Interview with Barb Lackner2019-06-08T08:49:00+00:00

THE VFA PIONEER HISTORIES PROJECT

Barb Lackner

“It’s an Awesome Moment, Talking to Someone Who Can Make a Difference.”

Interviewed by Carol King, March 2019

BL:  I was born in Pittsburgh, Pennsylvania in March of 1943. 

CK:  And what’s your family background your ethnicity?

BL:  Primarily Irish and German. My mother was a stay at home mom. My father was the breadwinner. I’m the oldest of four children. I have a sister who’s two years younger than I am, a brother who’s five years younger than I am and a baby sister who is 14 years younger than I am. 

CK:  What was your life like before you got involved in the women’s movement? 

BL:  Before I got involved in the women’s movement I had just finished a Dietetic Internship at Cook County Hospital. That’s where I met my husband. He was in the Navy for two years.  He came back and we got married and I started to raise my family. But while I was in Chicago, we lived in our apartment and I met a woman who lived down the hall from us and she introduced me to my first consciousness-raising group. That was a big awakening for me. I loved every minute of it. When we moved to Michigan we lived in a small town. I got involved with the Berrien County Chapter of NOW and then met more people on the state level and became more involved through being involved with Berrien County.

CK:  What year was that?

BL:  1974 -1975.

CK:  What was your involvement and what were you active in – in the women’s movement?

BL:  This is as everyone knows, this is at the heart of trying to ratify the ERA so most of the chapter involvement that I was working on, I would get calls from the state office the Legislative Coordinator at the time to send out phone tree messages to reach people to contact legislators to see what their vote was going to be for ratification of the ERA.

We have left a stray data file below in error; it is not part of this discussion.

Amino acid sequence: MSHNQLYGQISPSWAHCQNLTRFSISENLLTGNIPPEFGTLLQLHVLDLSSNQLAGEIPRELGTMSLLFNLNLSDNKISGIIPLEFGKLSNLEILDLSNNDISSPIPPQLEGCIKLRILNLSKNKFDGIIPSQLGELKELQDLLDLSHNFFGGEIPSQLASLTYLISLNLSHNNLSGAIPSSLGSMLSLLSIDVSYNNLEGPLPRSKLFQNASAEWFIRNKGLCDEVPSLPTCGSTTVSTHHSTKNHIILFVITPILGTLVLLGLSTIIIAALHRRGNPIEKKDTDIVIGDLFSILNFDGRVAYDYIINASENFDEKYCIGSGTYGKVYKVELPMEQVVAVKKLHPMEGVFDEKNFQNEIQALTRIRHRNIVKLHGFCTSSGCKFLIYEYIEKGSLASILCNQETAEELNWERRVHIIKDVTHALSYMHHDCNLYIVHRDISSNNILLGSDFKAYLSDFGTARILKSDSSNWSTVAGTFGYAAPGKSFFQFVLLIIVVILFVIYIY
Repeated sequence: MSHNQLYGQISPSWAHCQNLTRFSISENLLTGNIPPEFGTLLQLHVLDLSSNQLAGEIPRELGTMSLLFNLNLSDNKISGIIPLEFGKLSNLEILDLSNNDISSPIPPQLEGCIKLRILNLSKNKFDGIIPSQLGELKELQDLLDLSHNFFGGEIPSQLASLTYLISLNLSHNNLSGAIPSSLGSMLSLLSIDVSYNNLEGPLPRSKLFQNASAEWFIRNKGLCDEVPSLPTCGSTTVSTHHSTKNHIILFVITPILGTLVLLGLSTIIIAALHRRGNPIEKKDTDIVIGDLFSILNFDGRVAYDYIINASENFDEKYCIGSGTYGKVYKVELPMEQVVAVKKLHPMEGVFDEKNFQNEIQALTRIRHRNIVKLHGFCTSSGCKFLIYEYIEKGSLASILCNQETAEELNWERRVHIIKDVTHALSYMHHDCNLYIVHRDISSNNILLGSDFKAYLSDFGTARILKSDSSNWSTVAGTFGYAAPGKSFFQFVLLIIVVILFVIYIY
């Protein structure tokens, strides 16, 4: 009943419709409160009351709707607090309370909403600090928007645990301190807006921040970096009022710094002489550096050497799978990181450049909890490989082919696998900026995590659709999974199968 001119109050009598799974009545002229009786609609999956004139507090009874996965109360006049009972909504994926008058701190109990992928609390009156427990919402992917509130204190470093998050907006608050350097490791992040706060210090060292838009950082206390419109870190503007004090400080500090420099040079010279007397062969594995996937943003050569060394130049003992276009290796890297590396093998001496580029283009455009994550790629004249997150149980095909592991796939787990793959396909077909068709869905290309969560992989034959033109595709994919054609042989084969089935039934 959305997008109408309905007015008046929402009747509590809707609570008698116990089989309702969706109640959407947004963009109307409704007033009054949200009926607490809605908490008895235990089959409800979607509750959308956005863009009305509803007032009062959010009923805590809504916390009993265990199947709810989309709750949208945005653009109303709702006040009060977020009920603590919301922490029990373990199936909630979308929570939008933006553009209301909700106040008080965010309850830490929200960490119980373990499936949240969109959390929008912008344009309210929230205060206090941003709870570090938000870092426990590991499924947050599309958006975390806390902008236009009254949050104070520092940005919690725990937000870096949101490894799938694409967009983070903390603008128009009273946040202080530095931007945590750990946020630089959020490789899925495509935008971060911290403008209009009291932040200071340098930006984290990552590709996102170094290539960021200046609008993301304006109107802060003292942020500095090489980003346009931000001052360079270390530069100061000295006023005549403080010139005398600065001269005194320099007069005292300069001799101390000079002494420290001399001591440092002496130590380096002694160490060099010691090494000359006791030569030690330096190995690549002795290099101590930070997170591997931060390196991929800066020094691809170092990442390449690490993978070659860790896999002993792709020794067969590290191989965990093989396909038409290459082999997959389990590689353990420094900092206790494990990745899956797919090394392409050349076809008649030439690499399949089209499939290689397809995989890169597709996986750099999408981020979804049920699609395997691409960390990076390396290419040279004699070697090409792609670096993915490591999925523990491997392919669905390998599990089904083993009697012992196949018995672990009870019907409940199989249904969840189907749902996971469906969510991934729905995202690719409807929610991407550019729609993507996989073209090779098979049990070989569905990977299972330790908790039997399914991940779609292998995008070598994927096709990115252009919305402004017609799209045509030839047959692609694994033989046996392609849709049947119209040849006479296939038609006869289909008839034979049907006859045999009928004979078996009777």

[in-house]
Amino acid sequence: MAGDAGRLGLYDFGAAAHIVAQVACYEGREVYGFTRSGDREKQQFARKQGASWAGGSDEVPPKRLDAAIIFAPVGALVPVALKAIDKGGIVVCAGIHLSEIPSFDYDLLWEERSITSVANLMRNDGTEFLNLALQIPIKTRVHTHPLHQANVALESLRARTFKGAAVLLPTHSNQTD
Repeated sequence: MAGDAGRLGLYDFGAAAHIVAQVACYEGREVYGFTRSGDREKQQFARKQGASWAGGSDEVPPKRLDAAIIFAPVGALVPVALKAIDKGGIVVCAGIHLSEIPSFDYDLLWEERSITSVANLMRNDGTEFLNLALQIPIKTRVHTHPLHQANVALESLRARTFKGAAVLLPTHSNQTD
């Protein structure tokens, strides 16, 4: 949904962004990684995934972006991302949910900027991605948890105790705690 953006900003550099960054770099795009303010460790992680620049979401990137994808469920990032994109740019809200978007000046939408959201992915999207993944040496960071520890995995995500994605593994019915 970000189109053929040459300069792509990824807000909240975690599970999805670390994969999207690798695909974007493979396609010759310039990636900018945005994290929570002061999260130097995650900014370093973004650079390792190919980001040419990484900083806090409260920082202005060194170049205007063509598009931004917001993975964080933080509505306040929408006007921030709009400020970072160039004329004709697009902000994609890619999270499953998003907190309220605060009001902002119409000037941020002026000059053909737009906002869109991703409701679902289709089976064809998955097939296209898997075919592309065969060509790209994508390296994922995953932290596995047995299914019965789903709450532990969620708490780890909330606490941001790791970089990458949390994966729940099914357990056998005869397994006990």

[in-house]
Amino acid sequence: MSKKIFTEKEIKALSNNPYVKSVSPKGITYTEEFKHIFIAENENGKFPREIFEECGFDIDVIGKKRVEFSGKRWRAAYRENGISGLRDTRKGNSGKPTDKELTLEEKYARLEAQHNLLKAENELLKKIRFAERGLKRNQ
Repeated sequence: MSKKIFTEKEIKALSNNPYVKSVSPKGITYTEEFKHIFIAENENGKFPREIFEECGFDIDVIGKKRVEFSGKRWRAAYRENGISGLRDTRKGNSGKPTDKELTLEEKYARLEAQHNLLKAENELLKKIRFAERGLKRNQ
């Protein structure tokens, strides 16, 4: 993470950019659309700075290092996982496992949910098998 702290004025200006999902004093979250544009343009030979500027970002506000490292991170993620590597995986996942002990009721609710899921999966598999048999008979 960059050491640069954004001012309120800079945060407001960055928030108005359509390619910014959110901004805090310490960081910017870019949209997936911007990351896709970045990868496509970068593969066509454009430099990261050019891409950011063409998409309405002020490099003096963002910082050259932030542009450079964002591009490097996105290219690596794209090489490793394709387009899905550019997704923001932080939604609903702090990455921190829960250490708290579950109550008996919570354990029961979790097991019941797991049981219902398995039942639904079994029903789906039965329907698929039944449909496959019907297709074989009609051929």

CK:  You worked on other issues as well right?

BL:   We were involved with anything that had to do with women. We were involved with The  Homemakers Bill of Rights.  I think they were the ones that I primarily remember at the time. But the big push was the ERA.

CK:  What were your major accomplishments personally that you were involved with?

BL:  When I was Legislative Coordinator, I made an effort to go around to every chapter to make sure that the people in every chapter knew what was happening on a state level as far as legislation was concerned. And when I was president of Michigan NOW we started our first what we called the 20 – 200 Club. We were trying to get 200 members to contribute 20 dollars a month to create a PAC.

We ended up at one particular wonderful point in time, anywhere between 30 and 50 thousand dollars. And we started to have a big impact on who was going to be in the legislature because they wanted some of that PAC money. And we found that to be a heady, wonderful, marvelous experience. We couldn’t believe that they were coming to us and asking us for money. We loved every minute of it. It was great.

CK:  I seem to remember some of that. And you also worked very closely with the NOW lobbyist.

BL:  Yes, Sue Wagner ended up being a wonderful friend of mine and still remains a wonderful friend and is almost like a member of the family. Sue brought together and did some unbelievable things when she was the NOW lobbyist. I remember once that she had called all of us and said – I want to get all of these pro-choice activists in a room together. We thought that was a great idea and we were thrilled that she was going to make those phone calls and make those contacts. We later found out that she had invited the “anti’s” to come too.